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Two Days Later

Wesley's mother had called. She'd said that she had heard about the fire and wanted to know if Wesley, thanks to the nature of his job, was all right. He remembered being silent for close to two minutes before the clipped imperious voice demanded: "Well?"

"I'm... I'm sorry, Mrs Wyndham-Price-"

"What are you trying to tell me?"

There it was. That edge of panic in her proper and cultured voice. A mother picks up on these things. They always do.

So he told her. Sorry, your son's dead. She went silent. Then the phone went dead. He sat at the reception counter after that, hoping that she would call back but she didn't. He wondered whether she would be making funeral arrangements or if she'd decided to let him do it instead.

"No open casket? Okay, our cremation-"

"There's no body. The fire-" he said quietly.

"Oh...I'm so sorry. Of course," the undertaker said politely.

Gunn sighed, closed his eyes and gripped his knees, as if it would make his job easier.

After a respectable silence, the undertaker quietly told him about the memorial services the funeral home ran. Respectable, quiet ... something 'I'm sure, Wesley would have liked.'

He blinked, wondering what kind of funeral Wesley would've liked.

"I think he'd like that," Gunn answered, not very sure of himself.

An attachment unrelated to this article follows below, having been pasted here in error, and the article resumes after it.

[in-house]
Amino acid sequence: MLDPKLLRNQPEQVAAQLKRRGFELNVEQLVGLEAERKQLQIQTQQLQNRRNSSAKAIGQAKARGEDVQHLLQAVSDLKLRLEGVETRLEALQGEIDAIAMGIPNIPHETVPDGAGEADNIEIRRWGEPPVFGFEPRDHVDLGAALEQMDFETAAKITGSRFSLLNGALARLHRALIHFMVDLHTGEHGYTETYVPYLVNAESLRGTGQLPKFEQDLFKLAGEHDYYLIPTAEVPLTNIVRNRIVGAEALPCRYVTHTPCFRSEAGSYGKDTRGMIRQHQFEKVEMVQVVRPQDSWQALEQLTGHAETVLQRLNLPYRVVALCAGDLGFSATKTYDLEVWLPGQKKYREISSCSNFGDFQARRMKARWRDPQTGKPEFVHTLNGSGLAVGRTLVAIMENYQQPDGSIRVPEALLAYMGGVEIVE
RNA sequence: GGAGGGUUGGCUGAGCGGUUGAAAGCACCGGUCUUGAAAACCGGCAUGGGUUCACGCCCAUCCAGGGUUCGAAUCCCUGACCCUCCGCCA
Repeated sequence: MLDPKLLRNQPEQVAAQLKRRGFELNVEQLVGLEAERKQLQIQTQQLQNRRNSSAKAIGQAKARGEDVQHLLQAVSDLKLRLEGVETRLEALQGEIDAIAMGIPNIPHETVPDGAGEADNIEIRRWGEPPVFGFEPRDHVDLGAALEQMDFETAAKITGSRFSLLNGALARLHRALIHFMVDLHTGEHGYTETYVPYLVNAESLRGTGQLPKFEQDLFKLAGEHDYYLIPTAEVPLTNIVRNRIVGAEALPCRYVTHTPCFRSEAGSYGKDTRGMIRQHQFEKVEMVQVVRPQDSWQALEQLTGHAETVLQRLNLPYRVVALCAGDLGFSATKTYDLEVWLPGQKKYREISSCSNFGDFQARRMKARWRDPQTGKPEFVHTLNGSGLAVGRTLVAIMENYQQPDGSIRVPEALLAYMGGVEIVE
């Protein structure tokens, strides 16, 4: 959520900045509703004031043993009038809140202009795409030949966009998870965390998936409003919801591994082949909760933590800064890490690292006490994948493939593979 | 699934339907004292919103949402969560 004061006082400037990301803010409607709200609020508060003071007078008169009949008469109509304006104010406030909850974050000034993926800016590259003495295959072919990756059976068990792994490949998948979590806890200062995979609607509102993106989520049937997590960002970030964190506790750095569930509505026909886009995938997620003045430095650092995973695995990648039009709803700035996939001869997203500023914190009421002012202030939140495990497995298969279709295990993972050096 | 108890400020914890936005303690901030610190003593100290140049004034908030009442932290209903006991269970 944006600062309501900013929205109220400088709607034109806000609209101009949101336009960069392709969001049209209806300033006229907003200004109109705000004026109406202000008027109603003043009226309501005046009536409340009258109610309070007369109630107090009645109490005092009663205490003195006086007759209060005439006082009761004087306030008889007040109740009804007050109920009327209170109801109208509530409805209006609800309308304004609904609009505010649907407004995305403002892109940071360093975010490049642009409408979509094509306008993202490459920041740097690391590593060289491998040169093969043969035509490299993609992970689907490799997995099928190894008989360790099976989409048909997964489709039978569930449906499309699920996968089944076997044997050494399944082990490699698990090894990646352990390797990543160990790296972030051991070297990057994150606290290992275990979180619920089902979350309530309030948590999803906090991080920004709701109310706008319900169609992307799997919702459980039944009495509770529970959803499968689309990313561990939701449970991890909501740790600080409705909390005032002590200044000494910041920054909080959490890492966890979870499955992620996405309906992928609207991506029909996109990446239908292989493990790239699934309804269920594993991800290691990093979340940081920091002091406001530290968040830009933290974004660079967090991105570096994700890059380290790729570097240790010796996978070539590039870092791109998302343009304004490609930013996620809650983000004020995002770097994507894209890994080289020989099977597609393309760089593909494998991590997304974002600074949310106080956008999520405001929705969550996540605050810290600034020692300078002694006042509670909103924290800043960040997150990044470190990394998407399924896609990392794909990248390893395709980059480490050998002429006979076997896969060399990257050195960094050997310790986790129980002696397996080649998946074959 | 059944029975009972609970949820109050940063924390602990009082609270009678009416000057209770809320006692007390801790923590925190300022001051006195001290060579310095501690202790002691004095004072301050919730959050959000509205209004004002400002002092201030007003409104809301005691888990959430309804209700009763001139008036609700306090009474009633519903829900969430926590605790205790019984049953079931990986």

The undertaker gave him a small smile. "I'll have it arranged, sir."

"This one?"

Cordelia nodded and gave Buffy a weak smile. Giles had called her immediately after Fred left. Thought that perhaps she could "settle things" at AI. She did, a little. Angel was coming out of his room now at least.

"Yeah." She took the leather-worn book from Buffy's hands and placed it in the box. "Do you think the Council would want these ... or does he have a close cousin who would love to have it?"

Buffy looked uncomfortable at the question. "How about his dad?"

Cordelia wrinkled her nose. "He wasn't very super with his dad. He, like, mentioned him five times the past four years and they were not usually very good mentions."

She sniffed, blinking away tears. "He's gone. I just don't get it. But I should," she quickly said before Buffy could interrupt. "I mean, we were a mess last year and we thought he was a traitor and we cast him aside."

"Cordy. You can't go blaming yourself for Wesley's death."

"Believe me, I'm not strong on the blaming myself part. I'm just thinking on logic here."

"No. He had a choice. And he chose to do what he did. Nobody else was responsible for what he did."

"At least we could've been there."

"No point going back there," Buffy said, her voice firm. Cordelia flinched at her words. "But you tried in the end. You were there with him before he died. He didn't die alone, Cordelia. And that's important."

"Yeah, it's a biggie," she laughed through her tears. She placed the book in the box. AS she closed the flaps of the box shut, she asked Buffy quietly. "Do you have some tape? I have to seal this up."

"Are you sure this is what you want to do?"